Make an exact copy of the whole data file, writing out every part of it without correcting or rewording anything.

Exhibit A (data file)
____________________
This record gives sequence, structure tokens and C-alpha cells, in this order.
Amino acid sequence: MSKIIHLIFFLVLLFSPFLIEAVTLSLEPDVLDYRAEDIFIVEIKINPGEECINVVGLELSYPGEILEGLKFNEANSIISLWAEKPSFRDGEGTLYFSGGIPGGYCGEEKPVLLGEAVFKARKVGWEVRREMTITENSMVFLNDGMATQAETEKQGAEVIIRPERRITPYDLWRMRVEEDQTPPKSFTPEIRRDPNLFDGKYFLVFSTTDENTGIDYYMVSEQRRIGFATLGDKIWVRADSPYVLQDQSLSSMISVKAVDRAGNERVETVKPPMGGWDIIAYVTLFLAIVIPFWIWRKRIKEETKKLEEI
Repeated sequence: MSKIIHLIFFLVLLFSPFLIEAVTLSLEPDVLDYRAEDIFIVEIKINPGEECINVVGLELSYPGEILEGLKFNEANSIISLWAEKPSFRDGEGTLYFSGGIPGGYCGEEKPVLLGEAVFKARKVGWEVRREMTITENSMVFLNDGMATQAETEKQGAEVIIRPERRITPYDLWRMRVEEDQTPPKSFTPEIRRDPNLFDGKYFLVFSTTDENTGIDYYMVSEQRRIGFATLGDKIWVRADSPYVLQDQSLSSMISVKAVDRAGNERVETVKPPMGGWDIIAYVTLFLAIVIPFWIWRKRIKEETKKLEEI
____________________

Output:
This record gives sequence, structure tokens and C-alpha cells, in this order.
Amino acid sequence: MSKIIHLIFFLVLLFSPFLIEAVTLSLEPDVLDYRAEDIFIVEIKINPGEECINVVGLELSYPGEILEGLKFNEANSIISLWAEKPSFRDGEGTLYFSGGIPGGYCGEEKPVLLGEAVFKARKVGWEVRREMTITENSMVFLNDGMATQAETEKQGAEVIIRPERRITPYDLWRMRVEEDQTPPKSFTPEIRRDPNLFDGKYFLVFSTTDENTGIDYYMVSEQRRIGFATLGDKIWVRADSPYVLQDQSLSSMISVKAVDRAGNERVETVKPPMGGWDIIAYVTLFLAIVIPFWIWRKRIKEETKKLEEI
Repeated sequence: MSKIIHLIFFLVLLFSPFLIEAVTLSLEPDVLDYRAEDIFIVEIKINPGEECINVVGLELSYPGEILEGLKFNEANSIISLWAEKPSFRDGEGTLYFSGGIPGGYCGEEKPVLLGEAVFKARKVGWEVRREMTITENSMVFLNDGMATQAETEKQGAEVIIRPERRITPYDLWRMRVEEDQTPPKSFTPEIRRDPNLFDGKYFLVFSTTDENTGIDYYMVSEQRRIGFATLGDKIWVRADSPYVLQDQSLSSMISVKAVDRAGNERVETVKPPMGGWDIIAYVTLFLAIVIPFWIWRKRIKEETKKLEEI